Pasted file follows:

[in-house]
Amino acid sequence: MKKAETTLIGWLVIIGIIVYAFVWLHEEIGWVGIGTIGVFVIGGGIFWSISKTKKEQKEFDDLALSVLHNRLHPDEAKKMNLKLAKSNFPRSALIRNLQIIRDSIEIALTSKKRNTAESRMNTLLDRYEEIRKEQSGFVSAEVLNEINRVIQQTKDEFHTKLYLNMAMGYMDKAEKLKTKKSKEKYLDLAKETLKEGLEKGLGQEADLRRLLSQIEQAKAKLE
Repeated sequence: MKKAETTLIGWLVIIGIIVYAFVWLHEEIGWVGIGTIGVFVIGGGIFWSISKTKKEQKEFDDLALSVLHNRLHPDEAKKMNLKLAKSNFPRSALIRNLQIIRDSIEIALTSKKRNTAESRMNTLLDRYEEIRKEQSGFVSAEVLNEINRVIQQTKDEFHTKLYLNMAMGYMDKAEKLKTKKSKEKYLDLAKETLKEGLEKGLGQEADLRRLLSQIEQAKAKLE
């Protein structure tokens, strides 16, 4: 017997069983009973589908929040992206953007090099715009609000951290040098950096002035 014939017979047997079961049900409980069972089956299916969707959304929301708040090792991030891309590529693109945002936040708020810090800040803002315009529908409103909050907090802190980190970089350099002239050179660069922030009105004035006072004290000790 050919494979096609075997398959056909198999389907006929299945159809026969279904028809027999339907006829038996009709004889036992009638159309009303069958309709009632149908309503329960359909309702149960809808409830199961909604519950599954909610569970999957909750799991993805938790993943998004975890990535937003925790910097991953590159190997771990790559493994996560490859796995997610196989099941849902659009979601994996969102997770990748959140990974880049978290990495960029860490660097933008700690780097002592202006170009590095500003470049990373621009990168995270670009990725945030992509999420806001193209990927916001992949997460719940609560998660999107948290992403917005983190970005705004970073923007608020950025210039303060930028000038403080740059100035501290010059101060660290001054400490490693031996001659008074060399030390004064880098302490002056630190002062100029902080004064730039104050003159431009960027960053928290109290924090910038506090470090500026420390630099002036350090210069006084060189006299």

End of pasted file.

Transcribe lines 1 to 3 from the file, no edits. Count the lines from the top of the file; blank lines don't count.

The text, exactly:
[in-house]
Amino acid sequence: MKKAETTLIGWLVIIGIIVYAFVWLHEEIGWVGIGTIGVFVIGGGIFWSISKTKKEQKEFDDLALSVLHNRLHPDEAKKMNLKLAKSNFPRSALIRNLQIIRDSIEIALTSKKRNTAESRMNTLLDRYEEIRKEQSGFVSAEVLNEINRVIQQTKDEFHTKLYLNMAMGYMDKAEKLKTKKSKEKYLDLAKETLKEGLEKGLGQEADLRRLLSQIEQAKAKLE
Repeated sequence: MKKAETTLIGWLVIIGIIVYAFVWLHEEIGWVGIGTIGVFVIGGGIFWSISKTKKEQKEFDDLALSVLHNRLHPDEAKKMNLKLAKSNFPRSALIRNLQIIRDSIEIALTSKKRNTAESRMNTLLDRYEEIRKEQSGFVSAEVLNEINRVIQQTKDEFHTKLYLNMAMGYMDKAEKLKTKKSKEKYLDLAKETLKEGLEKGLGQEADLRRLLSQIEQAKAKLE